International
Tables for
Crystallography
Volume G
Definition and exchange of crystallographic data
Edited by S. R. Hall and B. McMahon

International Tables for Crystallography (2006). Vol. G, ch. 3.3, pp. 128-129

Section 3.3.9. Use of pdCIF for Rietveld refinement results

B. H. Tobya*

aNIST Center for Neutron Research, National Institute of Standards and Technology, Gaithersburg, Maryland 20899-8562, USA
Correspondence e-mail: brian.toby@nist.gov

3.3.9. Use of pdCIF for Rietveld refinement results

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One of the major aims of the development of the pdCIF definitions was to be able to communicate the results of Rietveld refinements, and this is expected to be the most common use for pdCIF. To aid the development of software that prepares pdCIF output from Rietveld refinements, this section describes the blocks and loops to be found in a pdCIF, noting variations due to the type of Rietveld refinement. Programmers may also wish to look at the GSAS2CIF program, which creates CIFs for a wide range of types of diffraction data, and for multiple data sets and phases (Toby et al., 2003[link]).

It is valuable for the CIF to contain the structural model(s), the observed powder-diffraction intensities and the calculated powder-diffraction intensities so that the fit of the model to the observed diffraction pattern can be viewed graphically. It is the present author's firm belief that it is impossible to judge the quality of a Rietveld refinement by R factors or any other numerical metric, since these values describe not just how well the structural model fits the measurements, but also how well the background and peak shape are fitted as well. Very poor models can have good R factors and [\chi^2] values if there is a significant amount of non-Bragg scattering that has been well fitted. On the other hand, with high-resolution observations measured to excellent precision, even trivial imperfections in the peak shapes can result in poor agreement factors. There is no substitute for the visual examination of a plot of the observed and calculated patterns, optimally at more than one magnification level. The program pdCIFplot (Toby, 2003[link]) plots the observed and calculated powder-diffraction intensities in a pdCIF and allows the fit to be examined in more detail than can be provided by a figure showing the whole profile at once.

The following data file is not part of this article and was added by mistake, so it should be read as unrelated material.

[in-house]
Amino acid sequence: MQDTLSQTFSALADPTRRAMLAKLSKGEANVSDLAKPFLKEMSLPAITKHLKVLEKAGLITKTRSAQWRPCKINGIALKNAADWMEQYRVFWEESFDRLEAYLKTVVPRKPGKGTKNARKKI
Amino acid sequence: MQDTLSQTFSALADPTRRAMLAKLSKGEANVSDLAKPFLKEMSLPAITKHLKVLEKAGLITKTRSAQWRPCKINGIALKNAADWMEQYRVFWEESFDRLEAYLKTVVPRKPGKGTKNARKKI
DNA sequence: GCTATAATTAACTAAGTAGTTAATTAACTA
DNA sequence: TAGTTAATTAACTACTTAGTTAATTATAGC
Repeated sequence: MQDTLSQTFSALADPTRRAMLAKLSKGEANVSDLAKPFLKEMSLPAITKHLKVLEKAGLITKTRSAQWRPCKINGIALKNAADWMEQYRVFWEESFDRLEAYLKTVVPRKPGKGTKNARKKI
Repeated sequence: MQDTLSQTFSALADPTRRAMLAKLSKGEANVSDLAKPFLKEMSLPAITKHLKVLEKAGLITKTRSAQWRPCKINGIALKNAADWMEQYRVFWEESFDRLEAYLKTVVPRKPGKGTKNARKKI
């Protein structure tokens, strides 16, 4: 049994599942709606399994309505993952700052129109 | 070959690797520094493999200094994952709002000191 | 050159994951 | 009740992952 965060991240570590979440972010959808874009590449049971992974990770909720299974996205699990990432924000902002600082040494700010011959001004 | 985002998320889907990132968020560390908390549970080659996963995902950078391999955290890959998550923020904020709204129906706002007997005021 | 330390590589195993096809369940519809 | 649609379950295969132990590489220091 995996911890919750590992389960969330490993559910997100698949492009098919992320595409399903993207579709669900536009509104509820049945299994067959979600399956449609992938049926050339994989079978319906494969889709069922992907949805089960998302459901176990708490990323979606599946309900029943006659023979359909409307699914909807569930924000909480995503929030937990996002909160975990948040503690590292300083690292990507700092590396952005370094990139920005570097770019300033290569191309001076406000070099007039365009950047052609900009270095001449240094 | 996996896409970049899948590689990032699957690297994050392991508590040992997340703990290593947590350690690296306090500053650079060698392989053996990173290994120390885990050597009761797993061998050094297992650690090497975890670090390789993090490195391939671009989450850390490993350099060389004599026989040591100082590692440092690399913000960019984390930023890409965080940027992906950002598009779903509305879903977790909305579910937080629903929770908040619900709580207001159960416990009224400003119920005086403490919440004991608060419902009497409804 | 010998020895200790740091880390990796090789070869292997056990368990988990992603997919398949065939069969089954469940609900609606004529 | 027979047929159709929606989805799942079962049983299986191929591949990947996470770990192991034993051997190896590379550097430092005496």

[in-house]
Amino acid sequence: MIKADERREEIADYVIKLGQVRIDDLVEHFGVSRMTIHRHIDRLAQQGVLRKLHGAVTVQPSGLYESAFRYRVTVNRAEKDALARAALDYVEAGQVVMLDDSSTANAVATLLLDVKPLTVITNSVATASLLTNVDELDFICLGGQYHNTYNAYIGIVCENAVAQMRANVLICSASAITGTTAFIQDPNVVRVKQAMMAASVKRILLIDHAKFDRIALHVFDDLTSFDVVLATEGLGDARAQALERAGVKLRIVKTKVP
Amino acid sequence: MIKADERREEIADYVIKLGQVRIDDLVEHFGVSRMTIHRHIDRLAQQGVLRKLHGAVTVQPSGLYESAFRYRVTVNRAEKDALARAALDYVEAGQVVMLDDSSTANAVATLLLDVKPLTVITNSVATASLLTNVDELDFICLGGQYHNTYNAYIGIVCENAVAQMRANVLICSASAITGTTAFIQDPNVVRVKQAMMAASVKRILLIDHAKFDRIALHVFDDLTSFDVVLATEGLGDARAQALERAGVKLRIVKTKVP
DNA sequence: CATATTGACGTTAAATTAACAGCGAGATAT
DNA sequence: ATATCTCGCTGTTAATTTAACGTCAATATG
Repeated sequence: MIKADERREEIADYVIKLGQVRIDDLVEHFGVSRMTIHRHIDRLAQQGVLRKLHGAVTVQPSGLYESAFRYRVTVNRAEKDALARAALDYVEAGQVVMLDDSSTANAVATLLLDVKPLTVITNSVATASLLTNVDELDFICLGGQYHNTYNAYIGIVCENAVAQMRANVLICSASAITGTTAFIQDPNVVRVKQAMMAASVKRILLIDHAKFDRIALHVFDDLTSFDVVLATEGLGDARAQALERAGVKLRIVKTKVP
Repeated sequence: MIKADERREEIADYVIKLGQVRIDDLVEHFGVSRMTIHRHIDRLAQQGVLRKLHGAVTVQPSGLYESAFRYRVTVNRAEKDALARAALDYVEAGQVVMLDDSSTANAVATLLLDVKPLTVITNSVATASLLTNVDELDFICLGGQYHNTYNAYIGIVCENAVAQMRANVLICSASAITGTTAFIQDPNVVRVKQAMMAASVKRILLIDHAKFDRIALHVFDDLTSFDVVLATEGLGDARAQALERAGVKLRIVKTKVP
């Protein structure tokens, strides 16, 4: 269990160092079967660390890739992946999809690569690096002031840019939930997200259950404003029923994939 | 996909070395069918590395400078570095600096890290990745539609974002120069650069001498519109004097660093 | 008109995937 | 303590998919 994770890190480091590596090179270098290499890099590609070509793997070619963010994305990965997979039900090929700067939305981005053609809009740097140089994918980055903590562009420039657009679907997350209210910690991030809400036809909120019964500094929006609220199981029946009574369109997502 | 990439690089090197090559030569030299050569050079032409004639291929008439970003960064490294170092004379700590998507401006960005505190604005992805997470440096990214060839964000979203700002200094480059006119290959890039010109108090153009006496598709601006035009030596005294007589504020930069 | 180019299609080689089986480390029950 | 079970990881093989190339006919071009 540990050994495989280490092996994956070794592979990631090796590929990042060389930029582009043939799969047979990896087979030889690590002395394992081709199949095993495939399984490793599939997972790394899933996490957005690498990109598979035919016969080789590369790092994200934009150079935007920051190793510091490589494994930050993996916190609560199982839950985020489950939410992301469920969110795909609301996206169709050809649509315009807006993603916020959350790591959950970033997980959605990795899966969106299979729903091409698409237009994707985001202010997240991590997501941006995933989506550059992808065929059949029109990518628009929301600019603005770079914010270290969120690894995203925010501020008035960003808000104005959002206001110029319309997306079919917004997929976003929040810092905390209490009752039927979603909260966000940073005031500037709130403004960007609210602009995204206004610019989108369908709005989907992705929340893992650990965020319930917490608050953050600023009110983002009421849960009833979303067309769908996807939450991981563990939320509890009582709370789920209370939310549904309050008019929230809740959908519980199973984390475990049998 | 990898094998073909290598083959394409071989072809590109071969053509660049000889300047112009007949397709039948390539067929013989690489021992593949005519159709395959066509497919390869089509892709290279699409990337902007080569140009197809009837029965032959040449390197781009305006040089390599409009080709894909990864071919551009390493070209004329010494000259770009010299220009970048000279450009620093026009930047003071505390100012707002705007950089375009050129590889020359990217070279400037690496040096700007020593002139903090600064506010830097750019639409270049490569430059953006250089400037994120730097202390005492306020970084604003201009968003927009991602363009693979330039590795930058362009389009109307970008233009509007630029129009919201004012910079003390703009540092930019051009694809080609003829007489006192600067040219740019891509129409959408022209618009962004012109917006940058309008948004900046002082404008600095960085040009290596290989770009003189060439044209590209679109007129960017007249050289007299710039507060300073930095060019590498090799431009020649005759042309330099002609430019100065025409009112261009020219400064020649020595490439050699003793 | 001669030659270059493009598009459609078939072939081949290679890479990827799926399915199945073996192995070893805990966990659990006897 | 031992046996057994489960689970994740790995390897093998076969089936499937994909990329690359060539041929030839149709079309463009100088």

3.3.9.1. A single phase

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When a single set of diffraction measurements is used to model a single phase, a pdCIF will usually contain only one block. There will be several important loops present.

One loop will contain atomic parameters, such as coordinates. The unit cell must also be specified.

A second loop will contain the reflection table.

A third loop will contain the observed (or processed) diffraction measurements and the simulated pattern. Other items that should be included in this loop are the least-squares weights (usually σ−2, where σ is the standard uncertainty) so that it is possible to determine the quality of the fit in individual regions. Weight values of zero can also be used to indicate that data points have been excluded from the refinement. Since background fitting is quite important in Rietveld analysis, it is also valuable to include the background values. Thus, this loop should specify:

(i) the ordinate of the Rietveld plot, using one or more of: _pd_meas_2theta_scan, _pd_meas_time_of_flight, _pd_proc_2theta_corrected, _pd_proc_d_spacing or _pd_proc_recip_len_Q; alternatively the ordinate can be specified using either _pd_meas_2theta_range_* or _pd_proc_2theta_range_*, where _* is _min, _max and _inc outside the loop.

It is recommended that all CIFs describing the results of a Rietveld refinement include either _pd_proc_d_spacing or _pd_proc_recip_len_Q.

(ii) The observed (or processed) intensity values, using the items _pd_meas_counts_total, _pd_meas_intensity_total, _pd_proc_intensity_total or _pd_proc_intensity_net.

(iii) The background, using the item _pd_proc_intensity_bkg_calc.

(iv) The least-squares weights, using the item _pd_proc_ls_weight. If these weights are not specified, then it must be presumed that all points have been used in the refinement and that the weights are the reciprocal of the intensity values (if _pd_meas_counts_total was used) or the reciprocal of the intensity standard uncertainties, if specified.

(v) The calculated pattern should appear using either _pd_calc_intensity_net or _pd_calc_intensity_total.

It is good practice always to include at least one data item from each entry in the list above.

Apart from the information contained in these loops, information from almost all sections of the pdCIF dictionary can be valuable. Such items include data items that define how the diffraction measurements were made, how the sample was prepared and characterized, how the refinement was performed, and least-squares parameters and R factors. A template and an example pdCIF showing the combined use of pdCIF and core data items form part of the Acta Crystallographica instructions for authors at http://journals.iucr.org/services/cif/powder.html .